Taking up residence in Geostationary Orbit in 2015, Gaofen-4 is tasked with the acquisition of near-real-time, high cadence imagery with a staring camera covering the entire Chinese mainland at 50-meter resolution. Gaofen-5 is yet to launch and will host six instruments primarily focused on atmospheric sensing to measure greenhouse gas emissions, trace gases and various other atmospheric properties extracted from a number of multi-spectral payloads.
Per the original Gaofen announcement, the 6th satellite in the series was to be a replacement for Gaofen-1 at the end of its lifetime and Gaofen-7 was to host a hyperspectral stereo-imager.
However, plans apparently changed as Gaofen-6 and 7 are still waiting for launch, though satellites 8, 9 and 10 lifted off in 2015 and 2016 with the last falling victim to a rare Long March 4C launch failure. These additions to the Gaofen fleet, all of them optical satellites, had a strong flavor of either being surplus military reconnaissance satellites donated over to the civilian side or flying under a dual-purpose program between the two sectors. This assumption was made based on the secrecy surrounding their launches and the satellites’ appearance closely resembling members of the Yaogan reconnaissance fleet.
The Gaofen-1 trio launched on Saturday also appears to be taking a page from Yaogan’s playbook, at least by copying the naming convention recently introduced for the Yaogan-30 constellation. Named Gaofen-1-02, -03 and -04, the satellites deployed on Saturday are reportedly similar to the original Gaofen-1 launched in 2013 with the expectation that the 16-meter Wide-Field array is omitted from the new members, likely in an effort to cut mass to enable a three-satellite launch on a single rocket.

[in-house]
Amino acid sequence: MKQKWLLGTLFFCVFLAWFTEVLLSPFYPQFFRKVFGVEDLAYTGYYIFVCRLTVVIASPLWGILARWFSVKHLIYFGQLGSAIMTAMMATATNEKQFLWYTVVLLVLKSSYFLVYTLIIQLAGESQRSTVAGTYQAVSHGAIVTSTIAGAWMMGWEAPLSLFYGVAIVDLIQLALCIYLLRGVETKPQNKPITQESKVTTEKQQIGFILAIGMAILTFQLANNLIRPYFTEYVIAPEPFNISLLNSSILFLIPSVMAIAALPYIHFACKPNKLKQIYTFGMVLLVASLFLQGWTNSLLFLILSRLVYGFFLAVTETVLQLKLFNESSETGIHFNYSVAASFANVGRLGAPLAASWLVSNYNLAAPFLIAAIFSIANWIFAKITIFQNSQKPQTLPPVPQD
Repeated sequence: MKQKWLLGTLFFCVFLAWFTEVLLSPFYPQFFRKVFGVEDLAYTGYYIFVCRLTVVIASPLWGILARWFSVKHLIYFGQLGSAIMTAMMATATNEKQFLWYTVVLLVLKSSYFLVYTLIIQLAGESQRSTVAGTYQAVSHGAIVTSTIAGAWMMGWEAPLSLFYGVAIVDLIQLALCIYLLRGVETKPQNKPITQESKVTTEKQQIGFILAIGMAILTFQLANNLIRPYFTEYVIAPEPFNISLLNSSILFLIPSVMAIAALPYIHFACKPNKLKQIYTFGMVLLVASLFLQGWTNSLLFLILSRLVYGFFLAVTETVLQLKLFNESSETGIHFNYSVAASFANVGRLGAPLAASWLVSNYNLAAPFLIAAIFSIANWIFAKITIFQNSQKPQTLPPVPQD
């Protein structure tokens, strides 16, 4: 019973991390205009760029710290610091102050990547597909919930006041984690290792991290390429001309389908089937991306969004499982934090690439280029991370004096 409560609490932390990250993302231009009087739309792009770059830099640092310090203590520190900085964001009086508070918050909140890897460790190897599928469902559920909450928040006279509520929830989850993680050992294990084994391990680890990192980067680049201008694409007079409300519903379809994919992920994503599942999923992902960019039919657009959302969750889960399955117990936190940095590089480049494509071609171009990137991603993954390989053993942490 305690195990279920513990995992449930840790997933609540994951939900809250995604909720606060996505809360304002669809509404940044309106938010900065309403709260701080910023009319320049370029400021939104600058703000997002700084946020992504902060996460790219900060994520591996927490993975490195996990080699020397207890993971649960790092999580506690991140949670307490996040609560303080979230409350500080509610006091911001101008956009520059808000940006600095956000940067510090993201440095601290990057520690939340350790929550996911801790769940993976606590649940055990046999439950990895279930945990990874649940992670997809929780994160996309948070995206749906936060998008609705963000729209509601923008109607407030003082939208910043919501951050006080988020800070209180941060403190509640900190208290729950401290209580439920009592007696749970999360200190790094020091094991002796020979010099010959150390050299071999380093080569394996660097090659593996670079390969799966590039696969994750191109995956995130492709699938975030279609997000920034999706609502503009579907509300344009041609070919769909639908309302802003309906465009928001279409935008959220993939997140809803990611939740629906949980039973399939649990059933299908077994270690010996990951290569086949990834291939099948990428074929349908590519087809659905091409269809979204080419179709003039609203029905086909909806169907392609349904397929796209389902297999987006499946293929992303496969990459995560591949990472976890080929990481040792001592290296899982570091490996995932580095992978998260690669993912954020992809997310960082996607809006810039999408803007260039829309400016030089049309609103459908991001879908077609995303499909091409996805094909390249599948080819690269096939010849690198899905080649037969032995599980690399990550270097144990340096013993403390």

Each of the new Gaofen-1 members has a launch mass of 805 Kilograms and hosts two high-resolution cameras capable of collecting panchromatic cameras with a resolution exceeding two meters and multi-spectral imagery at a resolution better than eight meters, covering a swath of at least 66 Kilometers.
According to satellite builder CAST, the Gaofen-1 series satellites were built by its commercial subsidiary China Spacesat Co. Ltd., taking the CAST Small Satellite Bus as a basis. The three satellites are to be evenly spaced by 120 degrees in their orbital plane, operating from a 645-Kilometer Sun Synchronous Orbit with a local time of descending node at 10:30. This three-satellite constellation will offer an orbit repeat cycle of 15 days and a revisit time of two days. During the overlap with the still-operational Gaofen-1-01 satellite, the combined 3+1 constellation will offer one-day revisit coverage with the original satellite in an 11:00 LTDN orbit.